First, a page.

There is currently no official API for Overwatch, one exists but it is not open for public consumption. A number of unofficial APIs exist that scrape data from PlayOverwatch, the one I use is currently down. The problem here is that some of the statistics displayed on PlayOverwatch are wrong, in particular the 10 minute averages. These values could be recalculated using the time played figure for each character but this is only an approximate value, rounded down (I think!) to the nearest hour. I have used this time figure to create averages for use below. There is also a difficulty around getting data to compare against. In recent weeks Blizzard has moved to make profiles private by default so they no longer appear on PlayOverwatch. I was able to get a few open profiles by asking on /r/MoiraMains and by looking at the profiles displayed on stats websites like Overbuff and Overwatchtracker. Some histograms I made showed that the profiles I collected appear to be skewed towards lower rank/skilled players then the average in comparison to data on Overbuff.

It is also worth noting that the data is taken from Quickplay. Team compositions are often more...creative in Quickplay (Attack Torb!) and the result is very different stats as to what you would have in Competition.

Self-analysis
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My initial aim was to make plots showing my progress from day to day. Each morning my careers stats would be saved, showing for example the total amount of healing I had ever done as Moira. By subtracting my career total for the previous day I could get the amount of healing that I had done in that day. I only looked at days on which I have played Overwatch, "Session" maybe a better description than "Time (Days)". I was at level 33 when I started this project and I was 168 by day/session 62.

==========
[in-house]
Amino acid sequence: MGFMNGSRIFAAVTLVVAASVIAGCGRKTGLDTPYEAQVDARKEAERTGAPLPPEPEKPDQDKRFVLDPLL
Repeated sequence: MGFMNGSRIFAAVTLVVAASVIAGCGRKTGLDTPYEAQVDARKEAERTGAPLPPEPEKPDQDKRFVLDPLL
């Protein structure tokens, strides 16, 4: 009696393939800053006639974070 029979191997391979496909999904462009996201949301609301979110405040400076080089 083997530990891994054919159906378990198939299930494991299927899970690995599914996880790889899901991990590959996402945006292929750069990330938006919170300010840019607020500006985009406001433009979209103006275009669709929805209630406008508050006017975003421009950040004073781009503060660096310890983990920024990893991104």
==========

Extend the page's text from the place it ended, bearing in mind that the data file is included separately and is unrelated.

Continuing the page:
Of course a "session" could be a few minutes or a few hours and this value on its own is useless. I couldn’t use the averages or divide by time played as I didn’t have accurate values for these so I created a number of different ratios that would, in theory, be unaffected by session time.

"Eliminations to Deaths" or "Kills/Deaths Ratio" is a common known statistic and is a ratio of the amount of opponents you have "killed" to every death that you have suffered. I have used Eliminations instead of Solo Kills or Final Blows in this project. I first wanted to see if I was indeed overusing the damage orb so I plotted my healing total divided by damage, shown in the above diagram. We can see that I was doing 1.25 points of healing for every 1 point of damage and this increased until I hit 1.50. I decided that I wanted to deal double the amount of healing to damage and kept trying to do so but stayed around 1.50 for a period of time.